FB Pixel
What do horses eat?

What do horses eat?

11 December 2023

How much do horses eat?

Well, we know they eat a lot! Ideally, they will eat for up to 16 hours a day, grazing on high fibre forage, walking slowly as they do so. This is fine if they have free range on the right sort of pasture but when it comes to us having to work out just how much is 'lots' it can be confusing.

What do horses eat?

Horses need plenty of fibre to keep their incredible guts working well. Fibre gives plants strength – it’s their skeleton. Not all fibre is the same. What our horses need is fibre from forage – edible green plants. Horses are not adapted to the fibre in cereal grains or straw for instance.

As horses evolved and became larger, a whole host of microorganisms evolved with them. They convert the right sort of fibre into fuel the horse can utilise. The wrong food can kill off good microbes and allow harmful ones to proliferate. So, basically, we are feeding a gut full of microbes and they in turn look after the horse.

Back to how much... A horse needs to eat 2.5% of its ideal body weight in dry matter of forage per day. This will keep the gut functioning well and the microbes happy. We go by ideal weight as this is a constant, as is the gut’s capacity that counts.

If your horse needs to lose weight it is generally accepted that they require 2% of their ideal body weight per day. Less than this could stress the horse and disrupt the microbes. For those needing to gain weight feeding 3% is a good idea. Greedy horses (or ponies) can manage as much as 5%, which is too much.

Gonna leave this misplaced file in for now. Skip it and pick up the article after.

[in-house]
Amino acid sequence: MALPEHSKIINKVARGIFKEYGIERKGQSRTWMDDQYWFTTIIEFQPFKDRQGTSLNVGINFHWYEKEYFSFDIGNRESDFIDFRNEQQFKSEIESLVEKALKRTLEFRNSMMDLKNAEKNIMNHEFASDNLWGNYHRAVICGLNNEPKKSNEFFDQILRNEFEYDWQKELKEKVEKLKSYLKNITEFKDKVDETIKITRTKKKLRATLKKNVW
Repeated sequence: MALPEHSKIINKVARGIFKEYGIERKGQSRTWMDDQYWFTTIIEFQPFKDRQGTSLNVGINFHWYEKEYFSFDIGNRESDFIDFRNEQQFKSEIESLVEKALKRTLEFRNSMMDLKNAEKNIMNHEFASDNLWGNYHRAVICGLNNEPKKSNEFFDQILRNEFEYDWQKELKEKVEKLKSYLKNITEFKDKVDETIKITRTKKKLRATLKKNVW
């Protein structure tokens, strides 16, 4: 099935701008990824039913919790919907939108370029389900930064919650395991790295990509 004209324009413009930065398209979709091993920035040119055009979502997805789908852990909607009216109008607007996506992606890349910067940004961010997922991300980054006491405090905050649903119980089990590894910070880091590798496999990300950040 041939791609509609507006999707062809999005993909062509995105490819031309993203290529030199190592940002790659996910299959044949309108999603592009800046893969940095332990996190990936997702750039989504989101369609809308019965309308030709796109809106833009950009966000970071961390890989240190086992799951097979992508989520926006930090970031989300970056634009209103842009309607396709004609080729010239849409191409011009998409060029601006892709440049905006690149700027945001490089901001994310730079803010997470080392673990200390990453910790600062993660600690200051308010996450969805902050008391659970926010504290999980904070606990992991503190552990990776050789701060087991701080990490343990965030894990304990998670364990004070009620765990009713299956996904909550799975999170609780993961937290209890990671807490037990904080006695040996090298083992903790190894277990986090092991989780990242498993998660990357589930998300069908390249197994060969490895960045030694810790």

The table below offers a basic guide for forage and forage replacers, like our HayCare.

Estimated Ideal Weight Type 2% 2.5% 3%
200kg Shetland Pony 4kg 5kg 6kg
400kg Arab / Welsh Section C 8kg 10kg 12kg
600kg WB / ISH 12kg 15kg 18kg
800kg ID / Draught X 16kg 20kg 24kg
1000kg Heavy Horse 20kg 25kg 30kg

Total amount of intake, expressed as dry matter.

The bigger the horse, the more it needs to eat - and the more expensive it is to feed... A mature horse in good condition, doing little or no work, will be maintained on high fibre forage with basic levels of protein (8-10%).  As work and/or other demands increase, the total remains the same, but and an increasing proportion will be more nutritious forage, with higher feed value (calories) and more protein - such as our Lucie Nuts for example.

The guide below can be helpful for working out whether your horse is likely to need more calories based on their work level.

Work Level High Fibre Forage High Feed Value Forage
Light or None  90 - 100% 0-10%
Medium 70% 30%
Hard 50% 50%
Intense 0-10% 90- 100%


As well as work, poor or cold weather, growth, lactation, needing condition, breeding and so on, all add to the requirement for more nutritious feed.

Hay and grazing are ideal sources of high fibre forage. The horse's additional needs can be topped up in the feed bowl. The Simple System Feed Line can offer suggestions specifically tailored to your horse.

Article written by Jane Van Lennep BSc, MSc, BHSI (SM Cert), NPSD, Director of Nutrition at Simple System Horse Feeds.

Our Feed Line nutrition team can be contacted on 01728 604 008. You can also complete our online form to ask a question or request a free Feed Plan.

Featured Products

Premium high fibre quick-soaking Timothy grass for horses and ponies unable to eat hay.


Premium 12mm lucerne nuts, naturally high in calcium & protein to support muscles & bones.


A high fibre Timothy Grass chop. Harvested at a mature stage for naturally low sugars.


Featured News

How to feed Simple System Lucie Chop

Simple System Feed Line Advisor, Ellen, shows us how she makes up Maisie's Lucie Chop.

Chops / chaffs for variety in the horses diet

Variety in the diet is important for horses - just as it is for humans! When choosing your chop / chaff, consider the whole of the diet.

Target Feeding

Many customers have excellent results when Target Feeding, reporting greater energy levels, improved stamina and greater focus.